EGYPT KEEN TO REVIVE ECONOMY ALONG WITH TOUGH REFORMS

CAIRO, — The Egyptian economy is hopeful and likely to rise after the 12-billion-USD initial loan deal with the International Monetary Fund (IMF) despite the expected tough economic reforms that will include subsidy cuts and extra tax, said Egyptian economic experts.

Egypt has been struggling to survive a sharp economic recession that developed over the past five years of political turmoil and relevant security issues, leading to the decline of tourism, exports, foreign investments and foreign currency reserves.

CURRENCY CONTROL

The foreign currency reserves at the Central Bank of Egypt (CBE) declined since the 2011 uprising that toppled former president Hosni Mubarak from 36 billion U.S. dollars in early 2011 to 15.5 billion dollars as of end of July 2016 after the country recently paid about 2 billion-dollar foreign debts.

The country is currently witnessing the largest dollar hike and the biggest exchange rate gap in its modern history after one dollar reached about 8.87 Egyptian pounds in the official market and varied from 12 to 13 pounds in the black market.

“I believe Egypt does not have an economic problem, but it has a basic issue of efficiency in running foreign currency affairs that created the black market and raised the inflation rate,” said Rashad Abdo, economics professor at Cairo University and also head of the Egyptian Forum for Economic and Strategic Studies.

He argued that the dollar shortage led importers to buy high rate dollars from the non-official market and to raise the prices of their goods, noting the IMF loan is expected to help filling in the gap and controlling the currency exchange market.

“The IMF loan will definitely help, first by providing the 12 billion dollars needed to boost the economy and supporting other loans from the World Bank and the African Development Bank, and second by giving a testimony that Egypt adopts a good economic reform program,” the economics professor told Xinhua, adding this will encourage investments in Egypt.

Despite economic hardships, Egypt has been working over the past couple of years on simultaneous mega infrastructure projects seen by experts as necessary for future investments, including new power stations, new tunnels at the newly-expanded Suez Canal, a siphon carrying water from the Suez Canal to Sinai for the development of the peninsula, the reclamation of 1.5 million acres of lands, the construction of one million apartments for the youth and the establishment of 7,000-km new roads.

“A country with an ailing economy cannot work on all these national projects at the same time. We just need to adopt efficient currency policies and to maintain a social safety net to protect the vulnerable during economic reforms,” the professor said.

TOUGH REFORM

Although tough, most economists believe that cutting subsidies as an integral economic reform procedure is a step in the right direction that has been delayed by Egyptian governments for decades to avoid public anger amid expected price hikes.

Egyptian Finance Minister Amr Garhy said in late July that the economic reform program was solely set by the Egyptian government, noting that Egypt has been challenging a budget deficit varying from 11 to 13 percent of the country’s gross domestic product over the past few years due to higher expenditures and lower revenues.

The country’s budget deficit exceeded 35 billion dollars in the outgoing fiscal year 2015/2016.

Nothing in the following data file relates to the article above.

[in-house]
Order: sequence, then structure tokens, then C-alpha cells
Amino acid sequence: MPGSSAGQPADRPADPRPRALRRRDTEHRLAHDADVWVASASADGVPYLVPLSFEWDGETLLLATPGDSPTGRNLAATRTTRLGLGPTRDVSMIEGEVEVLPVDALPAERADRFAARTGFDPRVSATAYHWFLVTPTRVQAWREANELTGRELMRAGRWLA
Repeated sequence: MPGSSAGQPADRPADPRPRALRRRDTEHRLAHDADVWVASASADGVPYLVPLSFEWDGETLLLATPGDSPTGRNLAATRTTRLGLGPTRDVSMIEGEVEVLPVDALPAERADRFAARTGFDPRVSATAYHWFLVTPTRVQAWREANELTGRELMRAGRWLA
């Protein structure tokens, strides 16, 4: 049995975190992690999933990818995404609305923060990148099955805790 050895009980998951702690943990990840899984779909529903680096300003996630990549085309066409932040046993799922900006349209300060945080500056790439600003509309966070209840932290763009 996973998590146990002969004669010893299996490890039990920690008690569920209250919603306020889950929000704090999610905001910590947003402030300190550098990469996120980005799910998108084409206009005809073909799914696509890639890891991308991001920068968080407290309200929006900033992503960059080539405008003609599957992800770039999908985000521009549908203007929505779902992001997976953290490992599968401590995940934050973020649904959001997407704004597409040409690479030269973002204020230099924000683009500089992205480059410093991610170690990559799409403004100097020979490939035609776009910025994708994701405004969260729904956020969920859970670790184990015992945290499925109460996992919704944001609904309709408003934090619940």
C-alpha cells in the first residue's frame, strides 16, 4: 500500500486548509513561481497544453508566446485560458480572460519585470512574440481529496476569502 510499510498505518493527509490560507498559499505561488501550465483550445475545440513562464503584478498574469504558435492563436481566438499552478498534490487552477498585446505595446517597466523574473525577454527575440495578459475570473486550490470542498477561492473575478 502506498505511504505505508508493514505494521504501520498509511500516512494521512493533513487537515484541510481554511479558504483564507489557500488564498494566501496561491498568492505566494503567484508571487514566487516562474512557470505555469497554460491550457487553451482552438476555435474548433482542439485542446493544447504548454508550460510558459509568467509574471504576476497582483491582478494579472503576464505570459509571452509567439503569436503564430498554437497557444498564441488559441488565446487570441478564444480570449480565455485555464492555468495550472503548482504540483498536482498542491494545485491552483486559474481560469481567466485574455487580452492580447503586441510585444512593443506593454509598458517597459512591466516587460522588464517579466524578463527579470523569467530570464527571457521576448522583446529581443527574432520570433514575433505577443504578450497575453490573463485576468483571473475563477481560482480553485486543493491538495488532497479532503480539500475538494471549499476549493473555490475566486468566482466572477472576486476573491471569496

“There is no disagreement on the necessity of the economic reform recipe. However, some mistakenly believe the subsidy cuts are related to subsidized foodstuffs, while they are mainly concerned with fuel and energy subsidies,” said Gamal Bayoumi, head of the Arab Investors Union.

The economist explained that the energy subsidies, which consume two-thirds of the total subsidies in the country, represent a burden to the general budget and that cheap fuel for example should not be provided to diplomatic missions, vehicles with over 2,000 CC, intensive energy-consuming businesses, etc.

“If accurately implemented, the reform procedures will not include harm to the poor. Meanwhile, we hope that part of the IMF loan will be used to support the programs of the Social Solidarity Ministry that reached so far about 1.5 million poor families, i.e. about 6 million persons, which is a good thing,” Bayoumi told Xinhua, adding that providing social protection for the lower-income people will contain the social effect of reforms.

In order to limit the budget deficit and to increase revenues, Egypt introduced a value-added tax that Bayoumi explained as a better and fairer copy of the sales tax as it is paid for each stage of production instead of getting the tax after the end of production.

Bayoumi, also chief of Egypt-Europe Partnership Unit at the International Cooperation Ministry, pointed out that the reform program could be domestically done, but doing it through the IMF guarantees will have two advantages.

“First, it shows that the reform policies are made according to consultation with the world’s largest financial institution. Second, this institution will provide 12 billion dollars that will be followed by around 10-billion-dollar loans from the World Bank and the African Development Bank,” he told Xinhua.

Egypt received over 20 billion dollars in aid and investment as well as oil supplies from friendly oil-rich Gulf States led by Saudi Arabia, excluding Qatar, following the military removal of former Islamist President Mohamed Morsi in mid-2013.

“We surely face a crisis, but it is largely manageable if taken earnestly. There’s hope in the economic reform program provided the social dimension is considered. I am optimistic about it,” the economist concluded.

Source: Name News Network